Historically, central plants have been an integral part of the electric grid, in which large generating facilities are specifically located either close to fuel resources or otherwise located far from populated load centers [1]. These, in turn, supply the traditional transmission and distribution (T&D) grid that distributes bulk power to load centers and from there to end consumers.

These economies of scale began to fail in the late 1960s and, by the start of the 21st century, central plants could arguably no longer deliver competitively cheap and reliable electricity to more remote customers through the grid. Thus, the grid had become the main driver of remote customers’ power costs and power quality problems, which became more acute as digital equipment required extremely reliable electricity. Efficiency gains no longer come from increasing engineering complexity of large generators, but now from large scale mass production of smaller units located near sites of demand.





Microgrids can be constructed of a combination of resources [2], both loads and generations assets combined into a system which best meets the end consumers usage. Microgrids can also be of any size from kilowatts to megawatts, but usually have two defining characteristics, local control and full functionality both on and off grid.

Local control means the end consumer is empowered to operate the system to their best needs. You are no longer inseparable from the power quality and costs of a sole utility provider. You now have options to leverage differing costs of raw fuels and renewables to reduce your costs, green your business, and reduce your emissions as you see fit.

Full functionality both on and off grid also allows you to separate from the macrogrid during times of outage, if hazardous weather is expected, or if it makes good financial sense to operate standalone.This may also allow for the reduction or complete removal of standard backup power solutions like UPS’s as your entire facility is now backed up inherently. This means no lost costs or down time associated with a utility outage. Ultimate Reliability.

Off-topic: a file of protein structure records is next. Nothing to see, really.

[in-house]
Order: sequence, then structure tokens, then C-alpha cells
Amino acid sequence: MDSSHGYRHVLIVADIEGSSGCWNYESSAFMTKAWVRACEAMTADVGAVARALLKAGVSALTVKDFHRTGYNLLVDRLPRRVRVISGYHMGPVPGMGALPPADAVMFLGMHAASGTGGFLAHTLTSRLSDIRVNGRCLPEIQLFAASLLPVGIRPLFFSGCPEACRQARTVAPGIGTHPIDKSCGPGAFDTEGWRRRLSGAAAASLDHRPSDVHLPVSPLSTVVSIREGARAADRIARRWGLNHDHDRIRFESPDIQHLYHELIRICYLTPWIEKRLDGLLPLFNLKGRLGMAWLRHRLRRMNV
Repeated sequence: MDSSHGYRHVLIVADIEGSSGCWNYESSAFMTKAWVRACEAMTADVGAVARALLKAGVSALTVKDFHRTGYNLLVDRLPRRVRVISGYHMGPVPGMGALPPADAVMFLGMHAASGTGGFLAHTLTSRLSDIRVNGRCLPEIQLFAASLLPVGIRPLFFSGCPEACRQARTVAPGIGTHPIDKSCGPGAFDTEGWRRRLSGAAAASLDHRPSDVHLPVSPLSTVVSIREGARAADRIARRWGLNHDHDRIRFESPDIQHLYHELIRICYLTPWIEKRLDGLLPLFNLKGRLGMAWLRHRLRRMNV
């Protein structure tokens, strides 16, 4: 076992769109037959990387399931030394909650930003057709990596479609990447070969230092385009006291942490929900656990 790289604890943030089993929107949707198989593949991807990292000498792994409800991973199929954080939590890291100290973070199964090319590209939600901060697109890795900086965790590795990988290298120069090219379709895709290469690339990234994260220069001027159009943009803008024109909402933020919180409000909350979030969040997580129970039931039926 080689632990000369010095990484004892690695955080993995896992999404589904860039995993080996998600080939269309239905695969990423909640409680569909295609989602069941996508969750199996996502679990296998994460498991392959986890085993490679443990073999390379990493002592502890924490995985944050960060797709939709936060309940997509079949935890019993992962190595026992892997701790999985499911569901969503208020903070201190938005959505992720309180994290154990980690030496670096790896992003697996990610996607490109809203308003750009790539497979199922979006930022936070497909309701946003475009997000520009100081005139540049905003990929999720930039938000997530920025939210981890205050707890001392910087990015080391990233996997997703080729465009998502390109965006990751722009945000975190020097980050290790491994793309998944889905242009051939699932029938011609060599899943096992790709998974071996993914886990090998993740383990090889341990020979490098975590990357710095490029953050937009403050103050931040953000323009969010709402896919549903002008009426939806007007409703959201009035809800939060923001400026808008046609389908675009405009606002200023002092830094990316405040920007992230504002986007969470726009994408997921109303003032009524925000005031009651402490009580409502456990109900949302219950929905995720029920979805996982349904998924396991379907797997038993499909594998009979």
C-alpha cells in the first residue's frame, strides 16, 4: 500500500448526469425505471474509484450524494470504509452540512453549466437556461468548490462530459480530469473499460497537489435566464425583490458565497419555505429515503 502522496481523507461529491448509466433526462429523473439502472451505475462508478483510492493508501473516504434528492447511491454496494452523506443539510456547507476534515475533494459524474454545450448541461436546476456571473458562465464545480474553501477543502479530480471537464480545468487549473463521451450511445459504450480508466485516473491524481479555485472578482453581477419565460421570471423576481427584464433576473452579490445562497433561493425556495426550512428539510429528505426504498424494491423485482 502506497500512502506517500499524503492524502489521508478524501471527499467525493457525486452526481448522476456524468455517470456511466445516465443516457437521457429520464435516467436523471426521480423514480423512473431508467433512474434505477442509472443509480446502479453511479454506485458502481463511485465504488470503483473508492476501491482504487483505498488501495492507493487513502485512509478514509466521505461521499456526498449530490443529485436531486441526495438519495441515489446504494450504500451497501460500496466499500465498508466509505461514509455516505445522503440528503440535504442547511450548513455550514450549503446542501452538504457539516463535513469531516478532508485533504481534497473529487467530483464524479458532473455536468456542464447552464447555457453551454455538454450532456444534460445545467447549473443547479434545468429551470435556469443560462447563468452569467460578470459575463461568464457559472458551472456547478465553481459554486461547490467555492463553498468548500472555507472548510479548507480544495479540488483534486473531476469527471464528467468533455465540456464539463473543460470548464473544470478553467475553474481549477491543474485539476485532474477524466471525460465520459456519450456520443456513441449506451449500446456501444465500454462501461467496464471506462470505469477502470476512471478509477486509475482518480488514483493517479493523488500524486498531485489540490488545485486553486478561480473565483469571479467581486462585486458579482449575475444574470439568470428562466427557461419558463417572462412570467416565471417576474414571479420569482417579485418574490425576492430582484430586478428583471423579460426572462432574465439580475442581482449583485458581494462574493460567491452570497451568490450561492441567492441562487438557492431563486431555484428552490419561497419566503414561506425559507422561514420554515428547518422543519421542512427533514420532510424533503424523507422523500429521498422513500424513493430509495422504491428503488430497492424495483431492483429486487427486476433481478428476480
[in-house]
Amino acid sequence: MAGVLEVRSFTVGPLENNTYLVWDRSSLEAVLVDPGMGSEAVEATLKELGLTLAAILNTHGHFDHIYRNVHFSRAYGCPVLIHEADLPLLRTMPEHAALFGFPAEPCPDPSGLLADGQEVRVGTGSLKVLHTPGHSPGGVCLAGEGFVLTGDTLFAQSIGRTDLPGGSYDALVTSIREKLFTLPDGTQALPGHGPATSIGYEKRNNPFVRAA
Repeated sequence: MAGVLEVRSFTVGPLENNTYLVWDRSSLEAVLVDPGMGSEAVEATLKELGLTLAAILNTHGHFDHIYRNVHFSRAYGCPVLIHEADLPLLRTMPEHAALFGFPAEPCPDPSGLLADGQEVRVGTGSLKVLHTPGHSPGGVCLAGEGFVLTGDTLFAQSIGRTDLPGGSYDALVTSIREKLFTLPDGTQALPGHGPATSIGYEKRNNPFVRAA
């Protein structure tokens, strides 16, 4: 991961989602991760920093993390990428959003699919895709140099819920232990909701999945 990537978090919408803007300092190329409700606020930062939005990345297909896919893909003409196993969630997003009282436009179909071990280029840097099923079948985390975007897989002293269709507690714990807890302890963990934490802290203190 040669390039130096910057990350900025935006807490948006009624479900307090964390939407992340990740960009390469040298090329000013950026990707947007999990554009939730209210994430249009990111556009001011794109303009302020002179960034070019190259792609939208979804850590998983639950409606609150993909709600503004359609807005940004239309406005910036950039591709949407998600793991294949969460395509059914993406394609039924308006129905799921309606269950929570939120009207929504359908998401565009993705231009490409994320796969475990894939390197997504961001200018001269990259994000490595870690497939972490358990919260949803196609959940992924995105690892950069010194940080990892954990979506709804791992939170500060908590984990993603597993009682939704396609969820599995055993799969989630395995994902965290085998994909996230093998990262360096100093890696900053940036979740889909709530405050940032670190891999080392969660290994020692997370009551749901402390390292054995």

1. “Distributed Generation—Overview”.  Wikipedia. Retrieved 26 October, 2015.
  2. About Microgrids“.  Microgrids at Berkeley Lab. Retrieved 25 October, 2015.

Microgrids in the News

Microgrid Knowledge

microgrid news, products, policy and players

ultracapacitorBatteries traditionally play the energy storage role. The goal of the Maxwell Technologies ultracapacitor bank installation on the UC San Diego’s microgrid was to see if ultracapacitors can provide a more cost-effective energy storage system for microgrids—and better response time—than batteries. Maxwell Technologies' Jessica Baris explores the ins and outs of the innovative ultracapacitor energy storage system on UC San Diego’s microgrid.
Author: Guest Post
Posted: December 13, 2018, 1:30 pm
microgrid feasibilityBIRD Energy plans to invest $6 million to help fund seven clean energy technology projects, including one to streamline the bottleneck associated with microgrid feasiblity studies.
Author: Andrew Burger
Posted: December 13, 2018, 1:06 pm
NYPAThe New York Power Authority (NYPA) yesterday announced hundreds of millions of dollars in funding for energy storage, demand management, microgrids, electric vehicle charging and other distributed energy resources.
Author: Elisa Wood
Posted: December 12, 2018, 2:00 pm
solar PVAccording to the new Enel X report, the impending change in TOU rate schedules in California came as a "result of a fundamental shift to a more renewable-heavy power generation mix." A new report shows how the state's energy market dynamics are evolving, making energy storage and DERs even more important to California's economy.
Author: Sarah Rubenoff
Posted: December 12, 2018, 1:30 pm
community enclavesA new Homeland Security report calls for creation of microgrid-driven community enclaves as part of a larger safety strategy should the United States experience a catastrophic power failure.
Author: Elisa Wood
Posted: December 11, 2018, 5:18 pm